Pittsburgh City Council to decide zoning rules for medical marijuana industries
Pittsburgh City Council could decide within a couple of weeks where medical marijuana dispensaries, growers and processors can do business.
As early as today, council members may discuss legislation that would direct dispensaries in the city to commercial zones. General or urban industrial zones would be designated for growing and processing operations.
Applicants would need to seek zoning variances in order to establish the businesses elsewhere in Pittsburgh.
"It's important that we set some standards that will help these businesses help individuals who need medical attention," said Councilman Corey O'Connor, who introduced the legislation last week. "I feel like Pittsburgh could set some pretty good rules, but we've got to be ready."
Gov. Tom Wolf signed Pennsylvania's medical marijuana law in April, effectively legalizing several non-smokable forms of the treatment. State officials have warned that the approved pills, oils and other products may not be legally available until early 2018.
In the meantime, the state Department of Health is crafting a statewide medical marijuana program, including regulations and permitting processes for businesses. The law allows for as many as 25 grower-processor operations and 150 dispensary locations to start.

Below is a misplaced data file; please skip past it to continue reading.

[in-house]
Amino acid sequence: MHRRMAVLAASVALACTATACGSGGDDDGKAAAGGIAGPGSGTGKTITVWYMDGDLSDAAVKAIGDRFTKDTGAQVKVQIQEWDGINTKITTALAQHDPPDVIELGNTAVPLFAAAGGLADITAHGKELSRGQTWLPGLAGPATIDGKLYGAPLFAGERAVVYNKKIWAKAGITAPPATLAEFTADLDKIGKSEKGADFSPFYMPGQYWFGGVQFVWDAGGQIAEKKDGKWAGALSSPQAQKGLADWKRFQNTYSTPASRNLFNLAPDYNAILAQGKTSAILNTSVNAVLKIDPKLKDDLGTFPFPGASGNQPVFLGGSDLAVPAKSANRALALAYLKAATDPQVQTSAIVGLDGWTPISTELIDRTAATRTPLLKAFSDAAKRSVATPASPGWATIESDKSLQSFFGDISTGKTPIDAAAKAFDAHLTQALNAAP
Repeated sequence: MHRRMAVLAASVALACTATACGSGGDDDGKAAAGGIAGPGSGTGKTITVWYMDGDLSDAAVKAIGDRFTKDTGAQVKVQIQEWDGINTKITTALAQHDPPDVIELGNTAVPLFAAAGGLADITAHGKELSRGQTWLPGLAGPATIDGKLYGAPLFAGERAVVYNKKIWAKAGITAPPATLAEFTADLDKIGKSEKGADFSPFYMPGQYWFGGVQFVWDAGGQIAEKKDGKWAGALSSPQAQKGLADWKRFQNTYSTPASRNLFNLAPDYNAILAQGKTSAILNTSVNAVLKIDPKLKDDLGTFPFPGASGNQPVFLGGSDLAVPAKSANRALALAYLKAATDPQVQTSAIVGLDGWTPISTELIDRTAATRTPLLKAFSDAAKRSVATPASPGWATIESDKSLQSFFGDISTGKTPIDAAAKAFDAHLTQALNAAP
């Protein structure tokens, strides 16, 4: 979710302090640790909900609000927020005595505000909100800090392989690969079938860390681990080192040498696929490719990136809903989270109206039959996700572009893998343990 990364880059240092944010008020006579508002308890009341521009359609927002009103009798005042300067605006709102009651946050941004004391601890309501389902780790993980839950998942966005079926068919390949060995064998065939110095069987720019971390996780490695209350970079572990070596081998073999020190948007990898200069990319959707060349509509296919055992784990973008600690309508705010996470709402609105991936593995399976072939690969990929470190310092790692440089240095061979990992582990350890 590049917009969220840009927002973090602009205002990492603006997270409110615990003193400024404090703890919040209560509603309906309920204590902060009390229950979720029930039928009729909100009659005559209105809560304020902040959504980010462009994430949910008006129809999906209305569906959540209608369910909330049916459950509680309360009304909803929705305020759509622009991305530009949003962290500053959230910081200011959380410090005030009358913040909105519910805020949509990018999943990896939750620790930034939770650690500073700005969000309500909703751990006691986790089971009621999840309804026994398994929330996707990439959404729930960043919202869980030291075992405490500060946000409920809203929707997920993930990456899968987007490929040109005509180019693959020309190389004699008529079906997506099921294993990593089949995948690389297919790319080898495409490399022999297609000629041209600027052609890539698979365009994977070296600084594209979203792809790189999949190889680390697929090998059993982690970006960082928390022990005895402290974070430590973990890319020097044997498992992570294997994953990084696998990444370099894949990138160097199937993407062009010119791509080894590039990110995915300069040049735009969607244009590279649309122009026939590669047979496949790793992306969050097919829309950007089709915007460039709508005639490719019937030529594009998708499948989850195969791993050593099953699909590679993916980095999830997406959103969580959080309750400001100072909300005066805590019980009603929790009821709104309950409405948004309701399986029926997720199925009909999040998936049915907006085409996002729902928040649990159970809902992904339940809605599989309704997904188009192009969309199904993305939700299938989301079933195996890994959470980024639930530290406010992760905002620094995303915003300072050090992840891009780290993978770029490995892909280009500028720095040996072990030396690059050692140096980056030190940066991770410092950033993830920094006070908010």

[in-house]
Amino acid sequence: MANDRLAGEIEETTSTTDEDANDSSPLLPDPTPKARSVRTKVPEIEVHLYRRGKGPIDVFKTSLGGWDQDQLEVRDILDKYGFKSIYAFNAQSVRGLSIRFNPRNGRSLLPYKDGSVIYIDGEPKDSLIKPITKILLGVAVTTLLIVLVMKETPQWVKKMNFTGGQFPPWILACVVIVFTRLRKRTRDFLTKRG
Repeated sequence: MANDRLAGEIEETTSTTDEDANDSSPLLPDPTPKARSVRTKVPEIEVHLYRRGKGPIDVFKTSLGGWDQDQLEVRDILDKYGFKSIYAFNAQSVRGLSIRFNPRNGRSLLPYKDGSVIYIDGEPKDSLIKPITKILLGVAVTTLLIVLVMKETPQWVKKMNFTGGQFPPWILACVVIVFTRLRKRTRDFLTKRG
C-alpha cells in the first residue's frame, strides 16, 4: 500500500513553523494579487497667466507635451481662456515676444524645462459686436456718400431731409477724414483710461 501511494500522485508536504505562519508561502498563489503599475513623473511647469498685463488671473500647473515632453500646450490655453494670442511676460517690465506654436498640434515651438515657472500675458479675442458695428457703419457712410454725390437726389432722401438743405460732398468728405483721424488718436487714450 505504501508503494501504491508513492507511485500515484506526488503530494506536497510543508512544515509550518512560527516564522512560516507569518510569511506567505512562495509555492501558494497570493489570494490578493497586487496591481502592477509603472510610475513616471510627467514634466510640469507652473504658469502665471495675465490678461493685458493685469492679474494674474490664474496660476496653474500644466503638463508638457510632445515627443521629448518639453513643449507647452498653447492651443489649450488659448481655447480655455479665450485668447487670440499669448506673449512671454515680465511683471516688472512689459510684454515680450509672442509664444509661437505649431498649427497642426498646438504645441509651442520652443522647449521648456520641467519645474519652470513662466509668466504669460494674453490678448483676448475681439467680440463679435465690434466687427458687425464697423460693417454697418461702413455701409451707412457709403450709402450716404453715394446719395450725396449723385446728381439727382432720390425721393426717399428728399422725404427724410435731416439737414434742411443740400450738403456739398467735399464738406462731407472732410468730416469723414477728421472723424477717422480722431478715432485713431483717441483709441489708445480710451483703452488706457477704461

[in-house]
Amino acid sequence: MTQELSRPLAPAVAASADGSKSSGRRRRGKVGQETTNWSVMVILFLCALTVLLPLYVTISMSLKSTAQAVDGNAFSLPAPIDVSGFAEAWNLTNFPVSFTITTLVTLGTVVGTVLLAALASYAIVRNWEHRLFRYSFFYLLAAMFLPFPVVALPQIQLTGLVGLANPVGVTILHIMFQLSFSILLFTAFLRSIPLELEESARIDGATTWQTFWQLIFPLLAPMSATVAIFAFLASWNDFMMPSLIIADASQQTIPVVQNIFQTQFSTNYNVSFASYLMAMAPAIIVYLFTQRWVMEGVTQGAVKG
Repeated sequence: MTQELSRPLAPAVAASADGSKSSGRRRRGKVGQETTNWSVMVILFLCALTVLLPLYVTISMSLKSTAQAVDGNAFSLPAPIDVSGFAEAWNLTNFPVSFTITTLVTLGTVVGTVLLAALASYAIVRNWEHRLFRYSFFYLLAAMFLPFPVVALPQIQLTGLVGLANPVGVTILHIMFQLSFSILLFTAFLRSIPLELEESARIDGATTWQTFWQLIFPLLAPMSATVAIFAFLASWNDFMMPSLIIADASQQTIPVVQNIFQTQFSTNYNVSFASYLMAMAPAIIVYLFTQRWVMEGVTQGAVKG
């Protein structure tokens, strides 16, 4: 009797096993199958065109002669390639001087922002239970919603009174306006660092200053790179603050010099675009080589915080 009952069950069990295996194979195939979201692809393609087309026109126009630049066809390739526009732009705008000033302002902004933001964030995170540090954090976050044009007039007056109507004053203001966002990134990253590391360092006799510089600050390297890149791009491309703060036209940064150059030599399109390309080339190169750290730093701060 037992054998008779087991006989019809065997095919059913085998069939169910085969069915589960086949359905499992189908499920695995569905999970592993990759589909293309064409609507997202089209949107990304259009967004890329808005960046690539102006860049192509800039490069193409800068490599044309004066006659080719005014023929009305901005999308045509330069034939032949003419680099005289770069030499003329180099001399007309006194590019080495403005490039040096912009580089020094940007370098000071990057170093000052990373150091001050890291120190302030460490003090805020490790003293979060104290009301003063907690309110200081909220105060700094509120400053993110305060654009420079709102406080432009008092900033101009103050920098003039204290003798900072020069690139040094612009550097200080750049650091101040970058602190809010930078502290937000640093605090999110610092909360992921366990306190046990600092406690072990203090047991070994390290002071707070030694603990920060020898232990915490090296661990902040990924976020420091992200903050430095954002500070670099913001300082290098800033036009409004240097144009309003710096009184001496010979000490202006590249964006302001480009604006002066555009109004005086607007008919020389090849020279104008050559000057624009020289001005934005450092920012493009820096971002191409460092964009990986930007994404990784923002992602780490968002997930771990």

Mr. O'Connor said Pittsburgh may see its first applications from the burgeoning sector by spring 2017. Twenty-eight states have moved to legalize some amount of medical marijuana, according to the National Conference of State Legislatures.
At the nonprofit Pennsylvania Medical Cannabis Society, executive director Patrick K. Nightingale praised the Pittsburgh zoning effort as necessary guidance for entrepreneurs. State law requires applicants to demonstrate that their would-be business sites are zoned properly, he said.
"I don't think it's restrictive. I think it's the opposite. I think it says, 'We want these businesses,' " Mr. Nightingale said of the Pittsburgh zoning proposal.
State law generally prevents dispensaries from taking shape within 1,000 feet of schools or day care centers, among other rules. It wasn't clear late last week how many municipalities are weighing or have decided on local zoning for medical marijuana businesses. The state also requires security measures for growing and processing operations.
"Everyone is certainly in the process of identifying what they ought to be doing with local ordinances," said Rick Schuettler, executive director at the Pennsylvania Municipal League in Harrisburg. He said the group wasn't offering specific guidance on the matter but should do so by early 2017.
In his Downtown office, Mr. O'Connor said he was still seeking input from his council colleagues. He said the pending draft takes a "flexible approach" while still treating dispensaries as businesses.
"This would almost be a place where you would need parking, because you're — in theory — driving there. You obviously could get [public] transit there, as well," said Mr. O'Connor, who encouraged straightforward access for patients. "I feel like if it is a business, it should be where most businesses are."
Adam Smeltz: 412-263-2625, email@example.com, @asmeltz.